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In a novel with layers of authors, Brian Doyle (The Mighty Currawongs; Martin Marten) honors the art of storytelling. The Adventures of John Carson in Several Quarters of the World is firmly based in fact: Robert Louis Stevenson boarded for some months at the home of Mrs. Carson in San Francisco while waiting to marry his love, Fanny. He conceived of a novel based on the tales of his landlady’s husband, but never wrote it. Doyle imagines what stories Mr. Carson might have told, and the style in which Stevenson might have written them. Doyle calls upon other published accounts of Carson’s and Stevenson’s acquaintances, including Mark Twain and scientist Alfred Russel Wallace.

In Doyle’s imagination, Stevenson sits by the fire with Mr. Carson as the latter recounts his voyages around the world as a seaman and his experience as a Union solider in the Civil War. This talented storyteller takes Stevenson (and Doyle’s reader) through the jungles of Borneo, over the rocky hills of Irish islands, from coast to coast of Canada in winter, to Australia’s Sydney Harbor and to the battlefield at Gettysburg. Mrs. Carson turns out to be as fine a narrator as her husband, and both have a knack for ending on a cliffhanger just as dinner is ready. As he recounts the Carsons’ feats, Stevenson also explores the sights, smells and steep hills of 1880 San Francisco, and touches on his romance with Fanny Osbourne, herself a worthy, headstrong character.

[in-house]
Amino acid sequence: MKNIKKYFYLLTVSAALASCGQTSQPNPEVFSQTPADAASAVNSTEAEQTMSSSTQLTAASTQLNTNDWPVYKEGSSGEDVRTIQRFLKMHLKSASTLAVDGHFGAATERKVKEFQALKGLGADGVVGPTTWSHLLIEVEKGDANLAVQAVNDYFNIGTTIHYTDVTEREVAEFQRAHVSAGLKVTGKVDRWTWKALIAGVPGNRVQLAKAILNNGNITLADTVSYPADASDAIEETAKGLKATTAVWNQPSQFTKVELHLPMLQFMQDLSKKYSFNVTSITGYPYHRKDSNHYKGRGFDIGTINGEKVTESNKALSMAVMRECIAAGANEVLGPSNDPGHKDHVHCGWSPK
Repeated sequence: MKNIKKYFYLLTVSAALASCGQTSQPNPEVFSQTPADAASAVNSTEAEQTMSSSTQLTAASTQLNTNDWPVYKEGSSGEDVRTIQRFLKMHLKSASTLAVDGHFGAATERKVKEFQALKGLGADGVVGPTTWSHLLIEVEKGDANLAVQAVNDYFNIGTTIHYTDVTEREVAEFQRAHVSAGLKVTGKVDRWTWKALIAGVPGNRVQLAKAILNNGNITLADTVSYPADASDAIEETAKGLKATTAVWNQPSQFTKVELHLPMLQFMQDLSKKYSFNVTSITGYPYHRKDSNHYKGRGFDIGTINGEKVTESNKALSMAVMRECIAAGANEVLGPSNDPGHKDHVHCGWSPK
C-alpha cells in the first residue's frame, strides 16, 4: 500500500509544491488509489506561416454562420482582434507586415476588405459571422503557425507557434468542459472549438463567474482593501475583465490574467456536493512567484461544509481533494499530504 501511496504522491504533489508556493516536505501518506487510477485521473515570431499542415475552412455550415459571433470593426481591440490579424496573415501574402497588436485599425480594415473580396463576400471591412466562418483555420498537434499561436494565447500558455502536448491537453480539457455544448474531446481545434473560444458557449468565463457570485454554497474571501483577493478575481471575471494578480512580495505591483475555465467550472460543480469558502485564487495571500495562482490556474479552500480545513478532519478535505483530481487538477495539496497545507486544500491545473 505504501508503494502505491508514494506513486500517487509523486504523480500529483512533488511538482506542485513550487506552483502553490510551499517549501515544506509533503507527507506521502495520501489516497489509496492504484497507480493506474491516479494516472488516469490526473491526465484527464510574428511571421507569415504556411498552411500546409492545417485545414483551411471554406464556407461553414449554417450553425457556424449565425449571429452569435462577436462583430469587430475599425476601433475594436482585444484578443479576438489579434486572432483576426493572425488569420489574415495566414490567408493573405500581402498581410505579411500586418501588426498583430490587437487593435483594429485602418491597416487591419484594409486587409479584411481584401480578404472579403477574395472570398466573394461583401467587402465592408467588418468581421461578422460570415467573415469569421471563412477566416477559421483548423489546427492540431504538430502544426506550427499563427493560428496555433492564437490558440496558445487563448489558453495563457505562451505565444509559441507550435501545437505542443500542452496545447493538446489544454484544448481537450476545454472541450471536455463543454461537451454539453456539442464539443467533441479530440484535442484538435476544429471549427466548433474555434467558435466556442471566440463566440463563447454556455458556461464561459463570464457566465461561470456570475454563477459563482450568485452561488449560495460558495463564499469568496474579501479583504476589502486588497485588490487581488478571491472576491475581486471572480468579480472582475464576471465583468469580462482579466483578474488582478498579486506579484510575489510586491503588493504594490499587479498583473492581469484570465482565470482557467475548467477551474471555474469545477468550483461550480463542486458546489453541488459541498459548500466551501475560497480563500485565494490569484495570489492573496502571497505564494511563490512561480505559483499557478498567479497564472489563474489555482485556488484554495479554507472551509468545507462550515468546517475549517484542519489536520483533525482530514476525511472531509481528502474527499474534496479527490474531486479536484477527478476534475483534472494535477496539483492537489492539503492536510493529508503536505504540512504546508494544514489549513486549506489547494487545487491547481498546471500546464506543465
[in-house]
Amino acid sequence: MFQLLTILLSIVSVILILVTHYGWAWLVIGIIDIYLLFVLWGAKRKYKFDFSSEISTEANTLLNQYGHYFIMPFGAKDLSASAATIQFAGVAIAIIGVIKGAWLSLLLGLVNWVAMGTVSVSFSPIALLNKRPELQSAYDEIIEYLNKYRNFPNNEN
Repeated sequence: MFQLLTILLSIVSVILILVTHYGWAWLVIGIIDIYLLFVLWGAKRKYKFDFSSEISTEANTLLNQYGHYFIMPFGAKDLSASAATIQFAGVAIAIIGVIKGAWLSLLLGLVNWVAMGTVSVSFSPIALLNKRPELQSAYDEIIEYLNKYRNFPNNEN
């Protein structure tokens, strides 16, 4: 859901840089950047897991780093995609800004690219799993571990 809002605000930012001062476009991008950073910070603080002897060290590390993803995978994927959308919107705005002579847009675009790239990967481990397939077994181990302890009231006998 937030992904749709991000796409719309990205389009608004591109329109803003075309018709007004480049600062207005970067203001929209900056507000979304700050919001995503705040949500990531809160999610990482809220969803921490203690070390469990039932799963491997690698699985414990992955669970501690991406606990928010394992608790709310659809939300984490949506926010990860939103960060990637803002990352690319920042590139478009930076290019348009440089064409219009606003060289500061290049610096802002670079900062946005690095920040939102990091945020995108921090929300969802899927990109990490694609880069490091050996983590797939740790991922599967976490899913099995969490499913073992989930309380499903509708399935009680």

Doyle’s characteristic prose style is effusive, wry, highly descriptive and always passionate about his subjects. Throughout this story of stories runs a thread of commentary on the value and nuances of the storytelling art. Stevenson constantly refers to his ambition and makes notes for future works: “Hyde would be a lovely name for a character,” he muses, and imagines a novel in which a “sudden shocking kidnapping would set the prose to sprinting.” In several passages, Doyle-as-Stevenson extols the power of storytelling, the universal need for tales of adventure, the urgency of getting them out–he even worries what the “disconsolate reviewers” might say. Readers hungry for more stories-upon-stories will delight in Doyle’s “Afterword” and “Thanks & Notes,” which are filled with recommendations for further reading (what he calls “homework”).

Stevenson’s rollicking zest for adventure blends happily and seamlessly with Doyle’s unrestrained love of words and life. Adventures offers daring exploits, romance and emotional highs and lows, but perhaps most of all, a celebration of stories. Doyle’s signature style expresses this joyousness perfectly.


This review originally ran in the March 2, 2017 issue of Shelf Awareness for the Book Trade. To subscribe, click here.


Rating: 8 stories, of course.

Human Acts by Han Kang, trans. by Deborah Smith

South Koreans struggle to comprehend a 1980 uprising and the violence that follows.

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Human Acts is the second novel by Han Kang (The Vegetarian) to be translated into English. An introduction by translator Deborah Smith provides valuable context for this meandering book, which uses a dreamy atmosphere to explore the violence of a 1980 student uprising in South Korea.